A law firm consultant, Patrick McKenna, reasonably pushes law firms “to communicate to your client what’s being achieved as a direct result of retaining you.” But he recommends a bridge too far, in Law Practice, Vol. 33, Jan./Feb. 2007 at 14, with his conclusion: “At the end of every matter and to truly satisfy clients, your job involves identifying a specific value outcome for each legal service you deliver.”
Would that were possible! If law firms could accurately state the dollar value of the services they render, there would be no need to bill. The firm could invoice for a percentage. Competitive bid processes would wither into mathematical comparisons of percentages to be charged. Law departments would barely need to evaluate law firm performances; the benefit obtained minus the fees paid (plus some recognition of timeliness and desk-side manner) would tell the tale of the tape.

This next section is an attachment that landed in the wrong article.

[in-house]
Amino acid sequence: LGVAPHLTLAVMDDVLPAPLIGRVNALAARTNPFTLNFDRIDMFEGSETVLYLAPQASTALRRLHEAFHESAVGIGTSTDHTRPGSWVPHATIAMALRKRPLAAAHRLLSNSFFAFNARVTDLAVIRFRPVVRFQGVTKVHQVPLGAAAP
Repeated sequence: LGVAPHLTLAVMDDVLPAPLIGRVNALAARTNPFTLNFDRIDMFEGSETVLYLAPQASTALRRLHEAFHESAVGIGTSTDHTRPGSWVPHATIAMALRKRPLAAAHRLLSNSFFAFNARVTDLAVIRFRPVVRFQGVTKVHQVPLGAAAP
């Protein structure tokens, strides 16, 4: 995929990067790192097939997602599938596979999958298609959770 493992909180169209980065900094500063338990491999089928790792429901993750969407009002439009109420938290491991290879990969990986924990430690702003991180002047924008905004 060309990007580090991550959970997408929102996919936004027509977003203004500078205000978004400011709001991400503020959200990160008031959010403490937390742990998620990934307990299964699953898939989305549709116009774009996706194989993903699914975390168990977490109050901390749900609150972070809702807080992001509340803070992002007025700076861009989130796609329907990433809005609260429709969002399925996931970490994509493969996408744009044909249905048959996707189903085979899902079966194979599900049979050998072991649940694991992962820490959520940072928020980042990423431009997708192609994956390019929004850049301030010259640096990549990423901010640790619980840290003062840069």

But it is not possible. In many instances, law firms simply cannot say what the cash value is of the advice or services they rendered. Even where revenue or cost streams might be estimated it doesn’t follow that the firm can quantify its contribution. To draft, negotiate, and close a lease that results in payments of $3 million over 15 years (if even that stream of income or expense can be quantified to that degree) is not worth $3 million.
Even less plausible is to identify a specific value outcome for other kinds of tasks, such as to submit a letter of protest to a zoning board, or to file an 8K, or to advise on the default risk under a sales agreement of a possible action. Worse, what is the cash value of a possible risk avoided or mitigated?
What’s possible and desirable is to try to calibrate the cost of legal services to the law department’s value obtained, and as a law department to juggle always the fees paid a law firm against the worth of the results the firm delivers. Easy to say; very hard to do.